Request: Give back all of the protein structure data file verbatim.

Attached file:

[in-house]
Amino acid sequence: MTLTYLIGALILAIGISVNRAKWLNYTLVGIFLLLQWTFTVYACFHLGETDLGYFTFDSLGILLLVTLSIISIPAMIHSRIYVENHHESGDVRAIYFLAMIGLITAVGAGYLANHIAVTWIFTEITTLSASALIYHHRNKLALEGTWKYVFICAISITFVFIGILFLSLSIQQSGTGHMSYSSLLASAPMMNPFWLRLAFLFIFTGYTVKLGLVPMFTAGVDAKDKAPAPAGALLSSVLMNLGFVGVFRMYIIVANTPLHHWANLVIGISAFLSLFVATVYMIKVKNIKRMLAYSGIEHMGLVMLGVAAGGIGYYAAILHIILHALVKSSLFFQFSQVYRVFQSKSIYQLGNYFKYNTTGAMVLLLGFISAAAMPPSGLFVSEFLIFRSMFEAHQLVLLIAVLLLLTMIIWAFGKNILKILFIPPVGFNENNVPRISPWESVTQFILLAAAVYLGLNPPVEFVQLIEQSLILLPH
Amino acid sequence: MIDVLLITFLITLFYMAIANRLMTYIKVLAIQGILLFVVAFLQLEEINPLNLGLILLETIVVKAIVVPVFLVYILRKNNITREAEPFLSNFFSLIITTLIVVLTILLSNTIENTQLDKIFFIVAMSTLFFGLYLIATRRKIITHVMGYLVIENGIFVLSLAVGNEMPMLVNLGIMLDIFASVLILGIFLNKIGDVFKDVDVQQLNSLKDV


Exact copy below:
[in-house]
Amino acid sequence: MTLTYLIGALILAIGISVNRAKWLNYTLVGIFLLLQWTFTVYACFHLGETDLGYFTFDSLGILLLVTLSIISIPAMIHSRIYVENHHESGDVRAIYFLAMIGLITAVGAGYLANHIAVTWIFTEITTLSASALIYHHRNKLALEGTWKYVFICAISITFVFIGILFLSLSIQQSGTGHMSYSSLLASAPMMNPFWLRLAFLFIFTGYTVKLGLVPMFTAGVDAKDKAPAPAGALLSSVLMNLGFVGVFRMYIIVANTPLHHWANLVIGISAFLSLFVATVYMIKVKNIKRMLAYSGIEHMGLVMLGVAAGGIGYYAAILHIILHALVKSSLFFQFSQVYRVFQSKSIYQLGNYFKYNTTGAMVLLLGFISAAAMPPSGLFVSEFLIFRSMFEAHQLVLLIAVLLLLTMIIWAFGKNILKILFIPPVGFNENNVPRISPWESVTQFILLAAAVYLGLNPPVEFVQLIEQSLILLPH
Amino acid sequence: MIDVLLITFLITLFYMAIANRLMTYIKVLAIQGILLFVVAFLQLEEINPLNLGLILLETIVVKAIVVPVFLVYILRKNNITREAEPFLSNFFSLIITTLIVVLTILLSNTIENTQLDKIFFIVAMSTLFFGLYLIATRRKIITHVMGYLVIENGIFVLSLAVGNEMPMLVNLGIMLDIFASVLILGIFLNKIGDVFKDVDVQQLNSLKDV